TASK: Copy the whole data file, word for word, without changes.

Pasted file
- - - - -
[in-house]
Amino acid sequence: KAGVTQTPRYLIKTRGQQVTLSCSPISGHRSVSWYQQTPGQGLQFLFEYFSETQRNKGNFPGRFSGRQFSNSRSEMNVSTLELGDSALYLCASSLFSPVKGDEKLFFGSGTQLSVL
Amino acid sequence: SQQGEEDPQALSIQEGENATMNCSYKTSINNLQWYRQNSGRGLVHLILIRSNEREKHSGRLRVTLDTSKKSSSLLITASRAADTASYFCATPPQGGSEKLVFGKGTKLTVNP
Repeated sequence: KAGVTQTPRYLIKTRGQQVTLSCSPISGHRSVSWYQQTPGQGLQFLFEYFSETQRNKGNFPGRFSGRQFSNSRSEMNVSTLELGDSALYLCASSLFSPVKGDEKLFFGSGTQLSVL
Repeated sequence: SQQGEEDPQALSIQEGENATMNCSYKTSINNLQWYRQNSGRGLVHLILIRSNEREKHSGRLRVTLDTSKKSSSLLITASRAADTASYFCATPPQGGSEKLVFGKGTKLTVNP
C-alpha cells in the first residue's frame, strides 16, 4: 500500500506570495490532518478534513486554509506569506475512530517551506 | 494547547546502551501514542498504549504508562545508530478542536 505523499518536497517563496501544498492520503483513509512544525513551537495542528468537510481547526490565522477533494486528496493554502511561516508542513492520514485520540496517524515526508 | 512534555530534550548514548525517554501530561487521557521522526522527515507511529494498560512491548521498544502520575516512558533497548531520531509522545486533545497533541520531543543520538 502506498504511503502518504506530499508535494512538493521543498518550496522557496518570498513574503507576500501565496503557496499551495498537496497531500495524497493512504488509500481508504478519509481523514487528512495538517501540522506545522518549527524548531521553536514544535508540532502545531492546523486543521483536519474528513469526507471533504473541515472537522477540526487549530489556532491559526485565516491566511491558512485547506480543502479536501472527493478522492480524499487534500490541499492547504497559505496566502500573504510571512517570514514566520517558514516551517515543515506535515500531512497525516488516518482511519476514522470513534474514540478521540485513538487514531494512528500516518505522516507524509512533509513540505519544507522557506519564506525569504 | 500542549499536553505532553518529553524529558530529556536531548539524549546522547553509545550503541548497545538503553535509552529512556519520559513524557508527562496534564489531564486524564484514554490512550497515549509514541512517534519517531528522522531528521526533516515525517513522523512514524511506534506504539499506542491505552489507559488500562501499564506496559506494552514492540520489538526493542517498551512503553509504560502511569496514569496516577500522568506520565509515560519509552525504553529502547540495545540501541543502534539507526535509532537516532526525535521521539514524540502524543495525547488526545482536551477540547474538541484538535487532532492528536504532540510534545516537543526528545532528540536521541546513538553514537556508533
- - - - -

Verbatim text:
[in-house]
Amino acid sequence: KAGVTQTPRYLIKTRGQQVTLSCSPISGHRSVSWYQQTPGQGLQFLFEYFSETQRNKGNFPGRFSGRQFSNSRSEMNVSTLELGDSALYLCASSLFSPVKGDEKLFFGSGTQLSVL
Amino acid sequence: SQQGEEDPQALSIQEGENATMNCSYKTSINNLQWYRQNSGRGLVHLILIRSNEREKHSGRLRVTLDTSKKSSSLLITASRAADTASYFCATPPQGGSEKLVFGKGTKLTVNP
Repeated sequence: KAGVTQTPRYLIKTRGQQVTLSCSPISGHRSVSWYQQTPGQGLQFLFEYFSETQRNKGNFPGRFSGRQFSNSRSEMNVSTLELGDSALYLCASSLFSPVKGDEKLFFGSGTQLSVL
Repeated sequence: SQQGEEDPQALSIQEGENATMNCSYKTSINNLQWYRQNSGRGLVHLILIRSNEREKHSGRLRVTLDTSKKSSSLLITASRAADTASYFCATPPQGGSEKLVFGKGTKLTVNP
C-alpha cells in the first residue's frame, strides 16, 4: 500500500506570495490532518478534513486554509506569506475512530517551506 | 494547547546502551501514542498504549504508562545508530478542536 505523499518536497517563496501544498492520503483513509512544525513551537495542528468537510481547526490565522477533494486528496493554502511561516508542513492520514485520540496517524515526508 | 512534555530534550548514548525517554501530561487521557521522526522527515507511529494498560512491548521498544502520575516512558533497548531520531509522545486533545497533541520531543543520538 502506498504511503502518504506530499508535494512538493521543498518550496522557496518570498513574503507576500501565496503557496499551495498537496497531500495524497493512504488509500481508504478519509481523514487528512495538517501540522506545522518549527524548531521553536514544535508540532502545531492546523486543521483536519474528513469526507471533504473541515472537522477540526487549530489556532491559526485565516491566511491558512485547506480543502479536501472527493478522492480524499487534500490541499492547504497559505496566502500573504510571512517570514514566520517558514516551517515543515506535515500531512497525516488516518482511519476514522470513534474514540478521540485513538487514531494512528500516518505522516507524509512533509513540505519544507522557506519564506525569504 | 500542549499536553505532553518529553524529558530529556536531548539524549546522547553509545550503541548497545538503553535509552529512556519520559513524557508527562496534564489531564486524564484514554490512550497515549509514541512517534519517531528522522531528521526533516515525517513522523512514524511506534506504539499506542491505552489507559488500562501499564506496559506494552514492540520489538526493542517498551512503553509504560502511569496514569496516577500522568506520565509515560519509552525504553529502547540495545540501541543502534539507526535509532537516532526525535521521539514524540502524543495525547488526545482536551477540547474538541484538535487532532492528536504532540510534545516537543526528545532528540536521541546513538553514537556508533